Boris Johnson: 9/11 commemorations show ‘failure of terrorism'
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The envelope was opened by Ms Ardern’s staff, just a floor beneath the Prime Minister.
She was due to attend a cabinet meeting on floor ten of the building, after preparing on the floor below.
The mailroom, where the envelope was discovered, is on the eighth floor, and is part of the government’s executive offices, known as the ‘Beehive.’
After an investigation, a police spokesperson reportedly confirmed that the substance was “innocuous,” and “was no risk to anyone involved”.
“The substance is being tested further to identity it,” they added in a statement.
“But we are satisfied that it is not hazardous. It was a small amount, estimated at weighing about 5 grams.”
This scare comes just days after a reported bomb threat in Christchurch airport, which was cleared after the alarm was raised over a suspicious item.
Flights were temporarily halted, and bomb disposal units called while they investigated what initial security reports believed to be an “improved explosive device.”
Several hundred people were affected and all flights were suspended for a brief period, according to the airport.
New Zealand is on high alert after the recent terror attack committed in Auckland, where Ahamed Aathil Mohamed Samsudeen, 32, attacked numerous people in a supermarket.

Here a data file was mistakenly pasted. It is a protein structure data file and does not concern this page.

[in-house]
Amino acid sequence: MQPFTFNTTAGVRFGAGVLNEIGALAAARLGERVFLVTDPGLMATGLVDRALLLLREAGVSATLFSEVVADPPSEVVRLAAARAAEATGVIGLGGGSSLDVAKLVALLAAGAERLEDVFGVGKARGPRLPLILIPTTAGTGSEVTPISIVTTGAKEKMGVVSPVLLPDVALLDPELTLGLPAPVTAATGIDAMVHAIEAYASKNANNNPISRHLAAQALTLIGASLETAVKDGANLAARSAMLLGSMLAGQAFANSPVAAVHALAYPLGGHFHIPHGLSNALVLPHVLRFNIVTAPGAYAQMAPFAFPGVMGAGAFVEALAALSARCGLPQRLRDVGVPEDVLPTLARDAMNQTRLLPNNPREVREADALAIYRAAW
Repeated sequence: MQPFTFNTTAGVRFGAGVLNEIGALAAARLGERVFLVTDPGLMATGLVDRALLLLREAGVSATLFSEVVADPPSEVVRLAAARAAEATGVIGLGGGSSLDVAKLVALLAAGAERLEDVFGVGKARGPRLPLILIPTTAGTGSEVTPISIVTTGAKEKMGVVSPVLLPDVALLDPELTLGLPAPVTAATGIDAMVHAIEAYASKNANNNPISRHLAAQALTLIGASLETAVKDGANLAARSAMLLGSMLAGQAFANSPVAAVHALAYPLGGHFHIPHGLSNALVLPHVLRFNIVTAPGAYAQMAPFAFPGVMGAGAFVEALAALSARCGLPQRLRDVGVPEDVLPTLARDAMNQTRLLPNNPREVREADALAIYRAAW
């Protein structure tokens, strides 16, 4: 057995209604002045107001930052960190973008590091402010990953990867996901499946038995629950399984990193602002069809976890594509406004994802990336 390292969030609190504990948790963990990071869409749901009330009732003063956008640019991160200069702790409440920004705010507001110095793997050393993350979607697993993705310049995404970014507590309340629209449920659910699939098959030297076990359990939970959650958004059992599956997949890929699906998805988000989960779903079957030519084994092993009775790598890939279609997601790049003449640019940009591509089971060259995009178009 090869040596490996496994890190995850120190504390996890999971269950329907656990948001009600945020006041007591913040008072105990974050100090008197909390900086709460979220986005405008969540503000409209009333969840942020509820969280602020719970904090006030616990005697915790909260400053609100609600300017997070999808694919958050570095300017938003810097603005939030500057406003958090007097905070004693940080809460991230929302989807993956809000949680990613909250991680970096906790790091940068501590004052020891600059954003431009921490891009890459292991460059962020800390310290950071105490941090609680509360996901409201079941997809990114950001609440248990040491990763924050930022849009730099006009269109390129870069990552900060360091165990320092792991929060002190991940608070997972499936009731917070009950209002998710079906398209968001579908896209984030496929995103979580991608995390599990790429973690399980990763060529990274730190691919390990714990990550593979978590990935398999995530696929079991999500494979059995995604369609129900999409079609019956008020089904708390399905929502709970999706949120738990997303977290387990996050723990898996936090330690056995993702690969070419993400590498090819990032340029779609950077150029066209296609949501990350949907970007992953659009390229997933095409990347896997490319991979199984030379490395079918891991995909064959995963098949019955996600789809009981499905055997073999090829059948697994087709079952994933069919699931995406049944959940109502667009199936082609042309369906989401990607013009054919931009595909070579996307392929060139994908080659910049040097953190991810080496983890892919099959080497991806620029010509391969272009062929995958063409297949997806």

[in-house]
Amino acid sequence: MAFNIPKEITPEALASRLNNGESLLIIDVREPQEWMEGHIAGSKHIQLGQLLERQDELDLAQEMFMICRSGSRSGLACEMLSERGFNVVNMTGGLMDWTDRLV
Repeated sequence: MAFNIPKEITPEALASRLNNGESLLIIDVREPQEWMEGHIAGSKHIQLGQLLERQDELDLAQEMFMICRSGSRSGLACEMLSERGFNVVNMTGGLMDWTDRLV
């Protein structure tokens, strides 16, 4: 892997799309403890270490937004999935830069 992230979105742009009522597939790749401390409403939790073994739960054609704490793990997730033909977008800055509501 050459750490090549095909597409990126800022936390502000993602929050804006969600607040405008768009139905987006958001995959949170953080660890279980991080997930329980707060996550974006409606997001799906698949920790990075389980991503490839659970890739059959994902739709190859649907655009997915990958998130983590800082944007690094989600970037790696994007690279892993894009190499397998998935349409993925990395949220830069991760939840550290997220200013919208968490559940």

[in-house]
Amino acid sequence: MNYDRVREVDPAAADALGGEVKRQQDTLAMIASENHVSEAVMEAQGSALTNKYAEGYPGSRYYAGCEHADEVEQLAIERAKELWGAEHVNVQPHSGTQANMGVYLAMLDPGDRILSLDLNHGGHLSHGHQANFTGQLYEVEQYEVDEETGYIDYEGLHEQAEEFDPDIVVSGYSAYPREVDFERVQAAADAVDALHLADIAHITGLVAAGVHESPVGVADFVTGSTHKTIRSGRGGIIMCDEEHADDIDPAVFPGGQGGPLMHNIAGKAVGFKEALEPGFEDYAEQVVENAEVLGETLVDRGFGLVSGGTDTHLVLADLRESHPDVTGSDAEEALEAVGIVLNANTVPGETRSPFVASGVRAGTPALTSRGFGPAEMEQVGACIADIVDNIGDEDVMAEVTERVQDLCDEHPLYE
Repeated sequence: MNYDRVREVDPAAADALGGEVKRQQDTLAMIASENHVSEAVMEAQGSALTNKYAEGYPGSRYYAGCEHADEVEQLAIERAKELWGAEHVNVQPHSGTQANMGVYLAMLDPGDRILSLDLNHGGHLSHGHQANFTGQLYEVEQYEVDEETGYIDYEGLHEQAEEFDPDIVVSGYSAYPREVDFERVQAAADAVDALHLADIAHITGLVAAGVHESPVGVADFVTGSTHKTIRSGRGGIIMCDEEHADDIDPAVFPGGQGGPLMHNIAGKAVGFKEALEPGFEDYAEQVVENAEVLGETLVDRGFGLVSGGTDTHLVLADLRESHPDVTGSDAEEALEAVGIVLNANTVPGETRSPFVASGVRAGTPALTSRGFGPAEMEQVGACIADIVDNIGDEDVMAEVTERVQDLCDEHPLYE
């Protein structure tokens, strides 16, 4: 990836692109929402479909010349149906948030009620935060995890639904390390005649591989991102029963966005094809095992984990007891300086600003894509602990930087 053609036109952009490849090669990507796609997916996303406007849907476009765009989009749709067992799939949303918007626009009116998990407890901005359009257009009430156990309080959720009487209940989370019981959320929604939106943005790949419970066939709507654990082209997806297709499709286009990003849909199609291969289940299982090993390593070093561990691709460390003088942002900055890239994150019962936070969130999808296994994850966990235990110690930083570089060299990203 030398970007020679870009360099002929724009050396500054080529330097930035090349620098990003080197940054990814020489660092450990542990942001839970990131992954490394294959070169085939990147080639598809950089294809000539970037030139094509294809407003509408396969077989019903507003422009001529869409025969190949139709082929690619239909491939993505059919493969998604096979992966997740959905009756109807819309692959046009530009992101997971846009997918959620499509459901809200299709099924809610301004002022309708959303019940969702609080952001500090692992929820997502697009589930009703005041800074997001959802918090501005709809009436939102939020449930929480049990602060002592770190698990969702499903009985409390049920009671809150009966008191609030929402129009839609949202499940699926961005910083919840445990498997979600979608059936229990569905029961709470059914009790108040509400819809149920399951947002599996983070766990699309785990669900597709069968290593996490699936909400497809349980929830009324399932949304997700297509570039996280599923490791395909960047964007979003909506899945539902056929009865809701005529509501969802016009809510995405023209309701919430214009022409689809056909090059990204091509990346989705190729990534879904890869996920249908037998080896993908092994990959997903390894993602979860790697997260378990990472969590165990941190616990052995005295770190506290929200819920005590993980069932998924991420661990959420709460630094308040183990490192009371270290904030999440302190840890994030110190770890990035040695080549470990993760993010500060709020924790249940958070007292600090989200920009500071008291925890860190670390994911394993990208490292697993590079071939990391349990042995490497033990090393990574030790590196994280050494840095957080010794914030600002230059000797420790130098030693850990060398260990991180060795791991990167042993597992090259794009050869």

Samusudeen had been known to law enforcement for a number of years, and was considered one of the country’s most dangerous extremists.
Ms Ardern said: “This was someone who was known to our national security agencies and was of concern and was being monitored constantly.”
He had been residing in New Zealand since 2011, and wounded a number of bystanders before being shot dead by police.
He was killed within a minute of police seeing fleeing shoppers and hearing panicked cries.
Ms Ardern, in response to the attack, said: “What happened today was despicable, it was hateful it was wrong.”
“’This was a violent attack. It was senseless,” she stated. “I am so sorry that it happened.”
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Still fresh in the memories of many New Zealanders will be the 2019 terrorist attack in Christchurch, in which 51 people were killed.
Tens more were injured when a white supremacist launched an attack on Christchurch mosques, and live-streamed his actions via social media.
Australian Brenton Tarrant, 30, was given a life sentence without parole in New Zealand’s first conviction for terrorism.
It was the worst terror attack in New Zealand’s history.
Speaking then, Ms Ardern described the terror attack as “extreme and unprecedented violence.”
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